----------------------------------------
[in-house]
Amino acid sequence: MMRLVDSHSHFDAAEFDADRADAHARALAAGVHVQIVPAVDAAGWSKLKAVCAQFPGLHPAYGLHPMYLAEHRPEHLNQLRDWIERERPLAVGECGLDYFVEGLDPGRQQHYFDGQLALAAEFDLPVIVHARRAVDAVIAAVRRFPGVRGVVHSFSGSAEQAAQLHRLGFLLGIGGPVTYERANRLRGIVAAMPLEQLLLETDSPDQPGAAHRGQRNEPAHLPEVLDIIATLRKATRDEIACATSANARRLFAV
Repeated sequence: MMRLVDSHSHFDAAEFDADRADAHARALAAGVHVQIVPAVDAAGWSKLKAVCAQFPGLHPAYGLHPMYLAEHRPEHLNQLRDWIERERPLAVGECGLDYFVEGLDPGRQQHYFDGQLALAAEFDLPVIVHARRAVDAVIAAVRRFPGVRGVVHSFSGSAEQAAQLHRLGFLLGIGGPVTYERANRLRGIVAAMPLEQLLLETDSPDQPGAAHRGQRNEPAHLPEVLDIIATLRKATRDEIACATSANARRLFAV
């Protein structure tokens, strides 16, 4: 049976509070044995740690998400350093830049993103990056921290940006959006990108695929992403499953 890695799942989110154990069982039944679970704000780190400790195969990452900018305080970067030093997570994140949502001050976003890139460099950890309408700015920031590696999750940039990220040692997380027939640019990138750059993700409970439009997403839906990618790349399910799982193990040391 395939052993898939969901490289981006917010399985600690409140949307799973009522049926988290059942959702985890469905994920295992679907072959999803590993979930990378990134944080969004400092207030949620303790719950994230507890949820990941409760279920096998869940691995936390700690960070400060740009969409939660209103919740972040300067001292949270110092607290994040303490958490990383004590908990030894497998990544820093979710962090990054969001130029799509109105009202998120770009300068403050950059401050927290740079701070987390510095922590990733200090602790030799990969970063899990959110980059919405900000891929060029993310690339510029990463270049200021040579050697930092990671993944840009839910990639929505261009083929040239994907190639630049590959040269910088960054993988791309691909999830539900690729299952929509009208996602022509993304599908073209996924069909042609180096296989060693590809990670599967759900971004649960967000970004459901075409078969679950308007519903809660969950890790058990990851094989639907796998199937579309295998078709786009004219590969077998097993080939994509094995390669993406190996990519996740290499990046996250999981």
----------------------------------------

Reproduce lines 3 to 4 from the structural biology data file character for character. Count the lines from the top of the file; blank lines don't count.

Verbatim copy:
Repeated sequence: MMRLVDSHSHFDAAEFDADRADAHARALAAGVHVQIVPAVDAAGWSKLKAVCAQFPGLHPAYGLHPMYLAEHRPEHLNQLRDWIERERPLAVGECGLDYFVEGLDPGRQQHYFDGQLALAAEFDLPVIVHARRAVDAVIAAVRRFPGVRGVVHSFSGSAEQAAQLHRLGFLLGIGGPVTYERANRLRGIVAAMPLEQLLLETDSPDQPGAAHRGQRNEPAHLPEVLDIIATLRKATRDEIACATSANARRLFAV
């Protein structure tokens, strides 16, 4: 049976509070044995740690998400350093830049993103990056921290940006959006990108695929992403499953 890695799942989110154990069982039944679970704000780190400790195969990452900018305080970067030093997570994140949502001050976003890139460099950890309408700015920031590696999750940039990220040692997380027939640019990138750059993700409970439009997403839906990618790349399910799982193990040391 395939052993898939969901490289981006917010399985600690409140949307799973009522049926988290059942959702985890469905994920295992679907072959999803590993979930990378990134944080969004400092207030949620303790719950994230507890949820990941409760279920096998869940691995936390700690960070400060740009969409939660209103919740972040300067001292949270110092607290994040303490958490990383004590908990030894497998990544820093979710962090990054969001130029799509109105009202998120770009300068403050950059401050927290740079701070987390510095922590990733200090602790030799990969970063899990959110980059919405900000891929060029993310690339510029990463270049200021040579050697930092990671993944840009839910990639929505261009083929040239994907190639630049590959040269910088960054993988791309691909999830539900690729299952929509009208996602022509993304599908073209996924069909042609180096296989060693590809990670599967759900971004649960967000970004459901075409078969679950308007519903809660969950890790058990990851094989639907796998199937579309295998078709786009004219590969077998097993080939994509094995390669993406190996990519996740290499990046996250999981």